Since Macondo, liability risk also increased significantly, and some of the legal rulings that have come out of Macondo-related litigation have been troubling. The enforceability of indemnities in drilling contracts is still to be litigated, adding another unknown to our business. It could mean another layer of cost to insurance for drillers.
How are drilling contractors addressing these risks?
At Hercules, we’ve tightened up our drilling contracts, and our insurance underwriters have introduced new provisions into our insurance policies to try to alleviate the uncertainty. However, overall we’re still in a wait-and-see situation.
At the IADC Annual General Meeting in late 2013, a keynote speaker from a major operator spoke about the need for collaboration on BOP reliability and safety management systems. Do you indeed see more engagement between operators and contractors in these two areas? What are the challenges?
Since Macondo, we have seen and benefitted from a greater level of collaboration between operators and contractors on a number of important issues, but there are challenges. First, contractors have historically been primarily, if not exclusively, responsible for BOP maintenance. We own it, and it’s ours to take care of. Second, we obviously work for a large number of operators over the life of any particular BOP. Having to modify maintenance practices from operator to operator is not efficient and effective. That’s where the collaboration has to come in.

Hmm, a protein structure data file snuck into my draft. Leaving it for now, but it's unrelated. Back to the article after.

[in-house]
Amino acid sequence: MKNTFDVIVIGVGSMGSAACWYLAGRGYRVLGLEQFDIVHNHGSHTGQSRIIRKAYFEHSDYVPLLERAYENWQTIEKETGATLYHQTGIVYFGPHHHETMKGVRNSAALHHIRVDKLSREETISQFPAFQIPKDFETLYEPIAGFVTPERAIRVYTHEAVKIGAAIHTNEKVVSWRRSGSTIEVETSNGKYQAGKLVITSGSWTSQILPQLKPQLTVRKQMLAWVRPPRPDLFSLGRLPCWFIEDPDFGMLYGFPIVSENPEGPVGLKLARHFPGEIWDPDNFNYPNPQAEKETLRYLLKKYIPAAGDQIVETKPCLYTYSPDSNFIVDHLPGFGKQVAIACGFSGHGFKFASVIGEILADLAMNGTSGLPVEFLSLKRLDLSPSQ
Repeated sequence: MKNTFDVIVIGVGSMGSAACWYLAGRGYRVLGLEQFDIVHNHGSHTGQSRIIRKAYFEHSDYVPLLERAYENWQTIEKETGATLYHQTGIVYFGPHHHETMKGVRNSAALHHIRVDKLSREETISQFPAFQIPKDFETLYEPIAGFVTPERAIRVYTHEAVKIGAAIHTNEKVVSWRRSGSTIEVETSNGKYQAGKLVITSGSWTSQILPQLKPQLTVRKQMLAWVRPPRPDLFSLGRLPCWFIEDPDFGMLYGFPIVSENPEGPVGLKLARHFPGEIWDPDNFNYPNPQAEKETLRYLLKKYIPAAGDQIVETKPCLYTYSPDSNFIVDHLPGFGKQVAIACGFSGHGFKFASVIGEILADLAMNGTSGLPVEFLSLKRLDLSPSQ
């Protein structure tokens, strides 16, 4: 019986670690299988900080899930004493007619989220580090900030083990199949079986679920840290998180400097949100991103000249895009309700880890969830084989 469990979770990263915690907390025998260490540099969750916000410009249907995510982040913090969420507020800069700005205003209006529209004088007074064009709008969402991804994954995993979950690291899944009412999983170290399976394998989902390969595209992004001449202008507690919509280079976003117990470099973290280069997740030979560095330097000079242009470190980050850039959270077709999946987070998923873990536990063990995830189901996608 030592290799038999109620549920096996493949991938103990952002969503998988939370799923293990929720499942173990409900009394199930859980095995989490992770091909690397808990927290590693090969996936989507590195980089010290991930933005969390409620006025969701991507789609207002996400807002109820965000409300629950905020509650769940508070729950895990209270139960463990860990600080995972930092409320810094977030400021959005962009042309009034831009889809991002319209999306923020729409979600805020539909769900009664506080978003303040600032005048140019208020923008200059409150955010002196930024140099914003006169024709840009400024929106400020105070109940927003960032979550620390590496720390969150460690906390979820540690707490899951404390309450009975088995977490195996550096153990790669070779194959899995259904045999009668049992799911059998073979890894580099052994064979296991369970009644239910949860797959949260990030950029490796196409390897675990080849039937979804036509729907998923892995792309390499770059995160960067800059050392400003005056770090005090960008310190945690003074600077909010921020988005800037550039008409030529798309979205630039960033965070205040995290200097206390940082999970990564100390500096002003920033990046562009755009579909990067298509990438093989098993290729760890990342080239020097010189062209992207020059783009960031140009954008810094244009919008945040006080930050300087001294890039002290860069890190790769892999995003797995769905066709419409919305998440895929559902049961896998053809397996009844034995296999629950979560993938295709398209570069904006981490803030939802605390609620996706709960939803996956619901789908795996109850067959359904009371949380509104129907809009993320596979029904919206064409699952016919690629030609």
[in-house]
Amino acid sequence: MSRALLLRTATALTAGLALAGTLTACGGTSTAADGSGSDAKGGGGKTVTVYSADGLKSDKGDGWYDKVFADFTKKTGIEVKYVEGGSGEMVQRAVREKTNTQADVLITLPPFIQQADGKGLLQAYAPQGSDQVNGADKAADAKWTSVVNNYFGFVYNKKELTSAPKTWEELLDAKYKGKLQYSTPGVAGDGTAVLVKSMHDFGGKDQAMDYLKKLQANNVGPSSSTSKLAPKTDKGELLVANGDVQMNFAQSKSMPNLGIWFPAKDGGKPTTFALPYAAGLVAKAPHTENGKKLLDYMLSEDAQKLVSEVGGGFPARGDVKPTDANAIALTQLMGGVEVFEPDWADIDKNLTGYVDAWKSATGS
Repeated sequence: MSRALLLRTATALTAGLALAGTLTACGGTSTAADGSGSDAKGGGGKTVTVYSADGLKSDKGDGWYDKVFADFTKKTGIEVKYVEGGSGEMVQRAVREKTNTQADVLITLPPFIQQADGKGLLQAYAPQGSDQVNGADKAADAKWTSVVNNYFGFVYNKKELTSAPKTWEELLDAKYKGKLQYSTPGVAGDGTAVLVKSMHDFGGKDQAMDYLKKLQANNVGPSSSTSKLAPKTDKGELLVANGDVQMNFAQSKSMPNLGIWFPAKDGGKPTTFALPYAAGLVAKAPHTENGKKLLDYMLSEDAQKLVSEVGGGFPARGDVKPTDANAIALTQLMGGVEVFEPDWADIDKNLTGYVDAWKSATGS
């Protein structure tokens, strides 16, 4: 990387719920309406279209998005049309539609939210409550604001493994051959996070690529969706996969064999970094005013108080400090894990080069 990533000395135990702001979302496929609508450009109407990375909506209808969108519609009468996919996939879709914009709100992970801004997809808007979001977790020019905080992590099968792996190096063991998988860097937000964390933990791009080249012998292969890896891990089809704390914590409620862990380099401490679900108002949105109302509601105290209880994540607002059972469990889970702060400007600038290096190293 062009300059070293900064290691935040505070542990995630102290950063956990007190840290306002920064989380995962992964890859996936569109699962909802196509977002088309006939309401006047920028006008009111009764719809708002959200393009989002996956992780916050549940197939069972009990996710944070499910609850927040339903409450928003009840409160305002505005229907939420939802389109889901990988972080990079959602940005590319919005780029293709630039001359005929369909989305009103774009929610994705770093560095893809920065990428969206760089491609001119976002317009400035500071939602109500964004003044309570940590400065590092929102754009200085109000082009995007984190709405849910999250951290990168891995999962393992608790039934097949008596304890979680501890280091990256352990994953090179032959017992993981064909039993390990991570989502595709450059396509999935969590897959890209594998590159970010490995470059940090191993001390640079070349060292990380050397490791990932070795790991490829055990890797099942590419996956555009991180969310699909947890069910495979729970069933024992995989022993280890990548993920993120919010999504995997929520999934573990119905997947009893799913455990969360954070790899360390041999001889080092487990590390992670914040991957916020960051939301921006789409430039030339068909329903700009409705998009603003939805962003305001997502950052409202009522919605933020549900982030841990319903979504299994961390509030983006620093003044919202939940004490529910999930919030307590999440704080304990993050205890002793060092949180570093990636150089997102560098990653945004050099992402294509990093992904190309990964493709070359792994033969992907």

BOP manufacturers are taking an increasing role in monitoring and tracking the performance of the BOPs over time, but this too has challenges because the BOP is constantly inspected and maintained – and even broken down and rebuilt.
Do you think industry should work toward standardized procedures on how to maintain BOPs?
If we’re going down a path where every operator is going to have its own standards, then yes, it does make sense to have a benchmark of standards across industry.
There was also much discussion at the IADC Annual General Meeting about proposed energy reforms in Mexico. What impact could that have on the US jackup market or even the global jackup market?
Hercules was active in Mexico up until two years ago. It has historically been a key jackup market and will continue to be a key market for the global jackup business. Currently they have about 42 jackups contracted, and they typically go for three to five years, so they do command a significant supply. They’ve already run above their historical average over the past decade in terms of number of rigs. The energy reform could cause a big shift in demand where a lot of rigs migrate to Mexico, and that would be a positive development for everybody in our industry.
What critical challenges do you see in some of the other jackup markets around the world?
Our largest market outside the US Gulf is Saudi Arabia, where we have three jackups contracted to Saudi Aramco. We were recently awarded five-year contracts for two of these rigs that will extend their stay with Saudi Aramco until Q4 2019.
Like any international locale, there are some country-specific risks. However, Saudi has been very stable, and I think they work very hard to remain stable. They realize the importance of their stability to the global market.
West Africa is another key market for us. We have two jackups and 21 lift boats in the region. I think there will be growth in the future from a jackup perspective, but there are political risks and social instability across all fronts. The largest exposure there is Nigeria. We’ve had very little disruption, but it takes a lot of effort to be safe and secure and to understand how to conduct business there.